Enter knight in shining armour – my hero of the day. While I did and still feel like a total failure for not making the last 20km of todays ride, I am forever grateful to Alex for rescuing me from the side of the road and giving me a lift into Cairns (where he just so happened to be on holiday at the time). As we drove down in the car I realised that the descent would indeed be freakin amazing to ride, but not at that time and not with Bob. It just wasn’t meant to be.

Still not a bad day with 100km’s clocked in pretty tough conditions. After the emotional and physical stress of today I’m calling in a rest day tomorrow… Then the prologue is over and the real Cairns to Canberra begins!

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Cape Tribulation to Julatten Caravan Park

I struggled to get to sleep last night with the voices of English backpackers echoing throughout the accommodation grounds. When I woke I found my clothes were still soaked, so pulled out fresh kit instead of bearing a soggy few hours. More princess behaviour, I’ll toughen up soon – I promise.

It was dark for the first hour as I rode through the Daintree Rainforest. It was kind of spooky, but I enjoyed the silence and how it slowly morphed into birds waking and wildlife prancing around the side of the road before the area became more heavily trafficked. The ferry started running at 6am so soon after this I saw some utes come through, but apart from that I had the place to myself and appreciated the beauty of it much more than I had the day before.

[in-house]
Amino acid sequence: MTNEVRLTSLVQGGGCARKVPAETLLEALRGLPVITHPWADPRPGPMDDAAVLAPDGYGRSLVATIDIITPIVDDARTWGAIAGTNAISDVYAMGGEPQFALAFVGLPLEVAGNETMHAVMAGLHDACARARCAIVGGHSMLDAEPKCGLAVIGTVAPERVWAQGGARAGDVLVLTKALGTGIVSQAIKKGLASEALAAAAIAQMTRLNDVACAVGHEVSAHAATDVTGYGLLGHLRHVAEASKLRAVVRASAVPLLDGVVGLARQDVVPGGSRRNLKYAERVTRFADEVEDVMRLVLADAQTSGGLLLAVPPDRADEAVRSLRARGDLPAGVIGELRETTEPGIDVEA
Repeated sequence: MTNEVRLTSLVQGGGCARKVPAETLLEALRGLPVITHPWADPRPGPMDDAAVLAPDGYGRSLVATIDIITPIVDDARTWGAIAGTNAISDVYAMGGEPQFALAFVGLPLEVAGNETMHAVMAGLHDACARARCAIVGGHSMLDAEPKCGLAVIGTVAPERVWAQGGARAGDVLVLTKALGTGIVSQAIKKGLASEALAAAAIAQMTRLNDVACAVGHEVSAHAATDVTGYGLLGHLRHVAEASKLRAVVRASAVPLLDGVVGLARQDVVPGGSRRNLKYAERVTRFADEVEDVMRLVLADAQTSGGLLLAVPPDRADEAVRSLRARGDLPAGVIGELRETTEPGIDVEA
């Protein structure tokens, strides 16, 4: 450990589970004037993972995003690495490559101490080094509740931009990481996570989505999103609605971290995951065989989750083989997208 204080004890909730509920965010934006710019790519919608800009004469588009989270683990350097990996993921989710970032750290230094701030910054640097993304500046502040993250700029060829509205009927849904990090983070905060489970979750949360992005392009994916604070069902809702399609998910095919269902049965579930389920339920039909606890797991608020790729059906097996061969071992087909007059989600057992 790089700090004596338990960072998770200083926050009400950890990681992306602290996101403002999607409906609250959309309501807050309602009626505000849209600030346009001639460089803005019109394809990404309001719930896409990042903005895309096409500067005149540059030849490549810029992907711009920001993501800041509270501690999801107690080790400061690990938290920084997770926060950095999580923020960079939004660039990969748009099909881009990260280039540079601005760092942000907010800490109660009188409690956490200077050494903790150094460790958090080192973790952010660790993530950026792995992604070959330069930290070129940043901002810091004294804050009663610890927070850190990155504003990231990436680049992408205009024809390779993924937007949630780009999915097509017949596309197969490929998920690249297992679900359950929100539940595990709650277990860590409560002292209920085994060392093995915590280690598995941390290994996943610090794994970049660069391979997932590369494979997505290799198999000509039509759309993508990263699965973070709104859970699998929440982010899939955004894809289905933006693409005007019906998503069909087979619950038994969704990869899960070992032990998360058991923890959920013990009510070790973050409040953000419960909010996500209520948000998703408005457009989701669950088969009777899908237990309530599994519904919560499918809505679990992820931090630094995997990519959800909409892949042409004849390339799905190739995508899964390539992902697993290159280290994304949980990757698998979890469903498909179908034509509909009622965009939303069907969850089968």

I had my eyes peeled for crocodiles and snakes but was disappointed to only see a few dead, squashed and forgotten slithery friends on the side of the road. I’ll eat my words when I finally see a snake up close and freeze out of fear, but until then I’ll still claim that I’m pining to see one.


I was definitely feeling yesterdays ride in my legs and the pain prompted me to reflect on some of my stupidity. I seems every tour I do I end up not riding much at all for the months preceding, yet still expecting to be able to rock up and smash out 150km days with a 40kg rig and be smiling all the way. Not much smiling was happening out of the Daintree this morning and I was relieved to reach the top of the major climb and have a chance to appreciate the view without yesterdays rain.


Bob and I patiently waited for the Ferry again and enjoyed stares from locals lining up to take their cars across.